My husband frequently makes fun of my innate nature to follow rules. When a sign at the store says don’t carry merchandise into the restroom, I don’t. I go in through the “in” door and out through the “out” door. Boring perhaps, but it keeps me out of trouble (mostly). Well, as one Tulsa business recently found, following rules really can protect your business when you have to terminate someone.
As an employer you face a lot of laws that impact your ability to make decisions about your workforce, and frequently that means you run risks when you make termination decisions. But, remember, you always have the legal right to make decisions, you just need to be confident about the parameters and rules surrounding those decisions. The Tenth Circuit recently affirmed such a “brave” decision in McClelland v. CommunityCare HMO, Inc., Case No. 12-5030.
In McClelland, the employee went on FMLA leave with 416 hours of leave remaining. While on leave, her employer sent her all the appropriate notices, including a notice that her leave was to expire on December 16, 2009 (good move—documentation rules under FMLA are key). McClelland then requested an extended leave stating that she had a doctor’s appointment on December 28 and if her doctor approved it, she may be able to return to work around January 4, 2010. The employer declined the request, but did agree to attempt to accommodate her medical needs with reduced hours or work restrictions (good move #2—following ADA rules by engaging in the interactive process). McClelland failed to respond and the employer terminated her for failure to return to work.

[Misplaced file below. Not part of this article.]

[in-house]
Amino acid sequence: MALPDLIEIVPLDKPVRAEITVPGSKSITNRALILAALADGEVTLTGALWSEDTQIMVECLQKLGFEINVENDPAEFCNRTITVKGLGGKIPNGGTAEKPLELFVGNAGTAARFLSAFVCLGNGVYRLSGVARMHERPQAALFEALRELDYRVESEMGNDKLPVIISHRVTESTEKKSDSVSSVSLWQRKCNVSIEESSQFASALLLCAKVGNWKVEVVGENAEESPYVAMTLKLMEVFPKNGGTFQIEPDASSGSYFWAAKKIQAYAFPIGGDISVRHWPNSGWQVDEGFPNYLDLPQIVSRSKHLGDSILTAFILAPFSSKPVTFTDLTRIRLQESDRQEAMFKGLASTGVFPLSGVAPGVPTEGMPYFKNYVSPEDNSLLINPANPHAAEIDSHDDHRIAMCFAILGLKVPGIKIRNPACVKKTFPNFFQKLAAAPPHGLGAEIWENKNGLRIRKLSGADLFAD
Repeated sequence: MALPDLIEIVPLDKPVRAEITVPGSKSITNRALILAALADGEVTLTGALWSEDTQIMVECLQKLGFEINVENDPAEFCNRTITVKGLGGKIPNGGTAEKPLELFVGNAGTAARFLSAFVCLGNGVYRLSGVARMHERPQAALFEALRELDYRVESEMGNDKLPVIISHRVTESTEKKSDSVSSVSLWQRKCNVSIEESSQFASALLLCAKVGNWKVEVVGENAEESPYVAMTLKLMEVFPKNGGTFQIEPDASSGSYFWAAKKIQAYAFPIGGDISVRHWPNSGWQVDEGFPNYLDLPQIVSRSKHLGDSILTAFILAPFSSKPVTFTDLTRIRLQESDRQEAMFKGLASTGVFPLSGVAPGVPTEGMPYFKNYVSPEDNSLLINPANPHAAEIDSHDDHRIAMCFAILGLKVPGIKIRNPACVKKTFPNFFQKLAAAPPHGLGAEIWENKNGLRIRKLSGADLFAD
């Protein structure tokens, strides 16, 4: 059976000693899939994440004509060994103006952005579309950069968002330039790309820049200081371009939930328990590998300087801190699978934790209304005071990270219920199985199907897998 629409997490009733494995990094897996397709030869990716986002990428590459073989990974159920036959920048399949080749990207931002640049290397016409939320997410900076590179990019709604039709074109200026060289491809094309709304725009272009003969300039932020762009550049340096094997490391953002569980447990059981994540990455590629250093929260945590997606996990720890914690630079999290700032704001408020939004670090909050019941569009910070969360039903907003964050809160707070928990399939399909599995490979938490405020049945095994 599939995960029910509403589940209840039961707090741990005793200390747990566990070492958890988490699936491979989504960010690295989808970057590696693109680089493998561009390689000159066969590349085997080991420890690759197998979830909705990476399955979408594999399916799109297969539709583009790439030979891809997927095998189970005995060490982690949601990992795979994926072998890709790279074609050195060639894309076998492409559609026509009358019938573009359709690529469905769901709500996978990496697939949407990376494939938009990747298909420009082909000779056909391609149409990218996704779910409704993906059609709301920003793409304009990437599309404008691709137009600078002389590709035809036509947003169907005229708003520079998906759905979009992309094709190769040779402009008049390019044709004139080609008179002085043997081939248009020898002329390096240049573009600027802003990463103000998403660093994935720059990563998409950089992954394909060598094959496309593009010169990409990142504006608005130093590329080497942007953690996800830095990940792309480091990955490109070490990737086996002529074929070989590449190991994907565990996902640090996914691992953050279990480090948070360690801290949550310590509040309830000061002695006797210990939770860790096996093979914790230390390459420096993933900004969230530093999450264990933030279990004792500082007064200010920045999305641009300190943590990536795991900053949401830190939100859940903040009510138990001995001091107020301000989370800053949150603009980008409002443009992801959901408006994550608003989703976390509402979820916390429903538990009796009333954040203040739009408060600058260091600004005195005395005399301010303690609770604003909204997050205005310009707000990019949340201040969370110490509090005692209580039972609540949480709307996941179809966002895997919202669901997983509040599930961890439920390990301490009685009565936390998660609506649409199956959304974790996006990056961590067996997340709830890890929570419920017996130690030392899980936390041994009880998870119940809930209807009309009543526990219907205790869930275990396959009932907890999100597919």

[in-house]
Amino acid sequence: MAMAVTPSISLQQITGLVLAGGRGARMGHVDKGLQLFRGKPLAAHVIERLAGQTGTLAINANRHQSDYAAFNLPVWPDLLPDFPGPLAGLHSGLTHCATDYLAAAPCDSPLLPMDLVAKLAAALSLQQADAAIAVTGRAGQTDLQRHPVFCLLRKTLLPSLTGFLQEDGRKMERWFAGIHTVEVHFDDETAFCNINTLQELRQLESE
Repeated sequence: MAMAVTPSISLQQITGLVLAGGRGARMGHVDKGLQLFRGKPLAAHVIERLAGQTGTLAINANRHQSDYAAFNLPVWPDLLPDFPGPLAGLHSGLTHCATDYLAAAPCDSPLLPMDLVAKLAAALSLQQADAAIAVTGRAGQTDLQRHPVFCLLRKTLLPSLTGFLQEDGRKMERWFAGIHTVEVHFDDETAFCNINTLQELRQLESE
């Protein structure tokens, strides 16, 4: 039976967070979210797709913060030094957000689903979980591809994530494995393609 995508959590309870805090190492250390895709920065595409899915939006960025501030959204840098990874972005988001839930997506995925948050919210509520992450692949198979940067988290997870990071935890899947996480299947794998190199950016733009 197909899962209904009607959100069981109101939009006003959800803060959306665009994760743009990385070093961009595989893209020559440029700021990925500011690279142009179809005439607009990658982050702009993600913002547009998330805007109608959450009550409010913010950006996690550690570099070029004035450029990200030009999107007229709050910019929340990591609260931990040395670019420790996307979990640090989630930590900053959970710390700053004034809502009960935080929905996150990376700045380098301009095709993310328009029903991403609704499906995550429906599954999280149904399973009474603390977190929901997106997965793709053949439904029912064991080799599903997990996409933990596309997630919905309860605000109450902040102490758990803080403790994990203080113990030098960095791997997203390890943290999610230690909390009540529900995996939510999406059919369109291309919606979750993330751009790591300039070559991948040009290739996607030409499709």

McClelland sued. But, she could not argue she didn’t have notice of FMLA terminating or that the employer messed up in anyway technically. Instead, she had to concede her employer had the right to terminate her under the FMLA, leaving her to argue the employer should have given her more time under some other policies of the employer. Specifically, she had three days vacation available as well as some other leave available under the employer’s policies. The Court disagreed—the employer gave all the leave she was entitled to take under the law.
The takeaway from this for employers is not a surprise: Follow the rules and document, document, document. Know your obligations under the FMLA, and advise the employee of their available benefits. And—this is key—don’t forget to think about other laws that might be implicated, like the ADA. When you do everything you are supposed to do, it is really hard for the employee to argue you should have done more.
As lawyers, we can’t promise you won’t get sued, but it sure does feel good when following the rules pays off.